What is sound? How do you identify that noise in your environment? Does that noise have meaning to you? How did you discover the meaning of that noise?
In our lives, we have learned to identify certain sounds to have meaning, and other sounds to be simply ‘noise’. As music, like language, is a learned phenomenon, how can it be right that all music around the world is to be understood through one European keyboard? Grounded in the critique of the keyboard, an ‘equal temperament’ tuning system, The (In)Equal Temperament Project invites discussion and expansion of how and why we listen. We have set out to re-centre our own ears by presenting new and existing methods of listening through collaborative performance and art installation pieces.
What is (In)Equal Temperament?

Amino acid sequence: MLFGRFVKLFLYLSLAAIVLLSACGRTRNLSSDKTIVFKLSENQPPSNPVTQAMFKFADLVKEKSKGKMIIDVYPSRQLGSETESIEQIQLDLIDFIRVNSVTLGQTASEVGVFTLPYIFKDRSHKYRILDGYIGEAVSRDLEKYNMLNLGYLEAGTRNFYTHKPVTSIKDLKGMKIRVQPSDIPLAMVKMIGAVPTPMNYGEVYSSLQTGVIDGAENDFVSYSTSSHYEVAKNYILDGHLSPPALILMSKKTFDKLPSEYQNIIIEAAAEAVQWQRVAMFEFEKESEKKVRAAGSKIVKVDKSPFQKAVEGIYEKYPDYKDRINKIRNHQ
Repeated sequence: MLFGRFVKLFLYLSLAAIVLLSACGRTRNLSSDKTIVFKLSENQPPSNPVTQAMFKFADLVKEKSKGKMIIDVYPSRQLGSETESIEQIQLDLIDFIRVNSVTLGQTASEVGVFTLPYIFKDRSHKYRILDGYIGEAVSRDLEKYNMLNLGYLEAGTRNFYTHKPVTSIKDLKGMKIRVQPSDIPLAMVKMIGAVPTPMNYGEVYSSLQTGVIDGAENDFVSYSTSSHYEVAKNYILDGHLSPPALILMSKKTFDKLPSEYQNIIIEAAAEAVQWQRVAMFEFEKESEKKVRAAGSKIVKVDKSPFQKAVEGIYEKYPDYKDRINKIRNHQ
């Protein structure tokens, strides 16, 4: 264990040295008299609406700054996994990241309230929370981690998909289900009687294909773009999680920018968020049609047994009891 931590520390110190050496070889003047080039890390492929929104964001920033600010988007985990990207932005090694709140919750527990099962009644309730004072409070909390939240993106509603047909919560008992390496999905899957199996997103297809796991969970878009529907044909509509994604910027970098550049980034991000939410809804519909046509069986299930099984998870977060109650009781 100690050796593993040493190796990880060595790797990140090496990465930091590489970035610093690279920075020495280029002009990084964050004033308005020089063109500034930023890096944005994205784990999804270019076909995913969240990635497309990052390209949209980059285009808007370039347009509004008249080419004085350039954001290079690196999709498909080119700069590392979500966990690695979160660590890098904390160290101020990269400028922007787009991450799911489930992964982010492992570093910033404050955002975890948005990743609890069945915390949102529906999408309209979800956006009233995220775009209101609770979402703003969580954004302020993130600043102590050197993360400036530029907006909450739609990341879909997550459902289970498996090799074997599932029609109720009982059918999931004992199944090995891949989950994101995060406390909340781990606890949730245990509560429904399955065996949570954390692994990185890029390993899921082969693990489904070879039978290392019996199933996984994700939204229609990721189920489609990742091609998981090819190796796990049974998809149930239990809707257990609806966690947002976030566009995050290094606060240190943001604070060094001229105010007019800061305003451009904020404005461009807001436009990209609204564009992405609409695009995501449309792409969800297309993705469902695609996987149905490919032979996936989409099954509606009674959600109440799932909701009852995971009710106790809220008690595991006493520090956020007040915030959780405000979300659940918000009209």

Equal temperament is a system of sound arrangement developed primarily in Europe from the 17th to 20th centuries. Though called ‘equal’, even mathematically this tuning system is anything but. In Western societies, various genres, instruments and performance practices have been altered to ‘fit’ this restrictive set of 12 tones (pitches), severely limiting both musical output and the Westerner’s ability to perceive musical meaning in other sound sources.
(In)Equal Temperament aims to promote the active decolonisation of listening practices through immersive sound works and community engagement projects. This arts collective was founded by composer/educator Jenny Guilford and performer/researcher Ellan A. Lincoln-Hyde in 2019.